James Ibori, former governor of Delta state, Nigeria, has pled guilty to fraud totalling about Ă‚ÂŁ50 million. He pled guilty to one count of conspiracy to launder money, five counts of money laundering and one count of obtaining a property transfer by deception over the theft of more than Ă‚ÂŁ25 million while he was governor of Delta state.
He also pled guilty to conspiracy to defraud, conspiracy to make false instruments, and one count of money laundering linked to a 37 million US dollar share fraud surrounding the sale of shares in V Mobile, a Nigerian GSM company.
Speaking at the Southwark Crown Court, the prosecutor told the court that James Ibori had tried to conceal earlier convictions which would have prevented him contesting in elections in Nigeria, and maintained that Ibori is 49, but according to the date of birth he used in Nigeria he would be 53. The prosecutor said, "Mr Ibori tricked his way into public office. He had tricked the Nigerian authorities and the Nigerian voters. He was thus never the legitimate governor of Delta state."
James Ibori and his wife had been charged in 1990 with stealing goods from a DIY hardware store where Ibori worked as cashier; he was fined 300 pounds. In 1991, he was also convicted of handling a stolen credit card and fined 100 pounds.
A spokesperson for the Metropolitan Police Proceeds of Corruption Unit said IboriĂ˘€™s guilty pleas end a case which had involved units from the UK and Nigeria and "The scale can only be described as huge. Vast sums of money which were used to fund his lavish lifestyle.
"The real harm in this case is the potential loss to people in some of the poorest regions in the world. We will now be actively seeking the confiscation of all of his stolen assets so they can be repatriated for the benefit of the people of Delta state,Ă˘€ť
Ă˘€śIt is always rewarding for anyone working on a proceeds of corruption case to know that the stolen funds they identify will eventually be returned to some of the poorest and most vulnerable people in the world.Ă˘€ť
A statement by the Metropolitan Police said Ibori used the money to buy houses in London and Johannesburg, South Africa, a fleet of armoured Land Rovers, and a $20 million private jet.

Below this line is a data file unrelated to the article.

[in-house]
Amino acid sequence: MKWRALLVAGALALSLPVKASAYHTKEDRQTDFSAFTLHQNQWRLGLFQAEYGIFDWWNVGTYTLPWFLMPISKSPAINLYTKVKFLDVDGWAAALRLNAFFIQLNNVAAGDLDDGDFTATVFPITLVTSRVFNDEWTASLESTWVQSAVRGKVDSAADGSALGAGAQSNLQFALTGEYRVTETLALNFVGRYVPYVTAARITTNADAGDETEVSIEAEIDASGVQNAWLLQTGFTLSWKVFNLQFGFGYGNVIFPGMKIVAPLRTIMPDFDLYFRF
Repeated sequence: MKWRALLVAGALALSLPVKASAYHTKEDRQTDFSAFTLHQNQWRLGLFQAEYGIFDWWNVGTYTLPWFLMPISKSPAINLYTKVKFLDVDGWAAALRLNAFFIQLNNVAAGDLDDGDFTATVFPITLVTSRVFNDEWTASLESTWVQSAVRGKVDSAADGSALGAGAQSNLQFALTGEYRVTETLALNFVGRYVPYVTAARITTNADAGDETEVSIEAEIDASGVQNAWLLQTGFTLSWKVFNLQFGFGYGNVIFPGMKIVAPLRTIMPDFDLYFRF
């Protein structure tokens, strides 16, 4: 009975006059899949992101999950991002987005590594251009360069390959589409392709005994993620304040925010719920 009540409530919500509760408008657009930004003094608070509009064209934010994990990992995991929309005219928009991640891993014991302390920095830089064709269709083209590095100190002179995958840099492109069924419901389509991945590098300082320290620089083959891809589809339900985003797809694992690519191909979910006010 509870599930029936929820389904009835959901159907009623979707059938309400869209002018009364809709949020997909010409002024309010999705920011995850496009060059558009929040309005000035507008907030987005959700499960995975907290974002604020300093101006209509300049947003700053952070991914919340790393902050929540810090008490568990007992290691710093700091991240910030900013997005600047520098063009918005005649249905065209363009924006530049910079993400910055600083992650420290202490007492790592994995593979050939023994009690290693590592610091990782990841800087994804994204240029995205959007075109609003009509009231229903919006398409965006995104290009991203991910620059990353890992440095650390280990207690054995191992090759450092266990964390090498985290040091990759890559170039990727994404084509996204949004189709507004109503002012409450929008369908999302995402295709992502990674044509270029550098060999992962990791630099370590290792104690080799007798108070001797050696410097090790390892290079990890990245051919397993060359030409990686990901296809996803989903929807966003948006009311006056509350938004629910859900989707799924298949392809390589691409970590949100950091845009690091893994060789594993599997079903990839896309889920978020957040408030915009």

Ibori is to be sentenced at Southwark Crown Court on April 16. His wife Theresa Ibori, his sister Christine Ibori-Idie, his mistress Udoamaka Okoronkwo and his lawyer Bhadresh Gohil have all been previously convicted and are all serving jail time for money-laundering.
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eni chicago, usa March 01, 2012
This conviction of such a man that was so close to the corridor of power in the country is ,or should be a perfect case study for those who are interested in doing something about the corruption system in Nigeria. Ibori was like an infected cell that managed to penetrate the fabric of an aggressive political party ( PDP ) to infect and thereby corrupt the system,including the governor's office,the judiciary and even up to the presidency, Ibori had his tentacles everywhere. Indeed, divine intervention saved Nigeria from such a clever maniplator. Come to think of it,one cannot help but to ponder it :
What ever happens to the term "guilty by association"? Many prominent people would go the same way as Ibori and Nigeria would be better off. But,how unfortunate that most people in Nigeria know no shame. As a result the most celebrated celebrities in our society are the most serial criminals in our midst. The judge or judges that handled the trials of Ibori's criminal cases in Nigeria should have no more peaceful night sleep after hearing about this guilty conviction coming from London. They too are all guilty of corruption against the state.
Samson choji gyangson Jos, Nigeria February 28, 2012
This is wickedness. How can a person whom his citizens entrusted but latter, betray such a trust and stole what was meant for the development of the state but tried to inherit it alone? He shouldn't be released rather, be jailed life in prison. Because he have destroyed many lives by looting such huge amount of money. 'Shege baban barawo, mazam-baci.'
Ezekafor chidozie Abuja, Nigeria February 28, 2012
If this man can be used as an example, i belive others will lain lessons. Please the people in authority should help us dump that theif in a prison.
T Adam London, UK February 27, 2012
This common thief is also bloody coward afterall. After quashing 140 charges elsewhere you won't expect an ogidigborigbo of Africa to pronounce self guilty to a mere 10 but to die insisting on his inocence; but here is not Nigeria and judjes here are not for sale or, what is his game plan?
So the confiscated loot will be returned to the people of Delta State whose custodian of the coffers is Uduaghan? Is he hoping for a reduction in sentence and a 'quick' return to the round-tripped loot ensured by his also thieving cousin?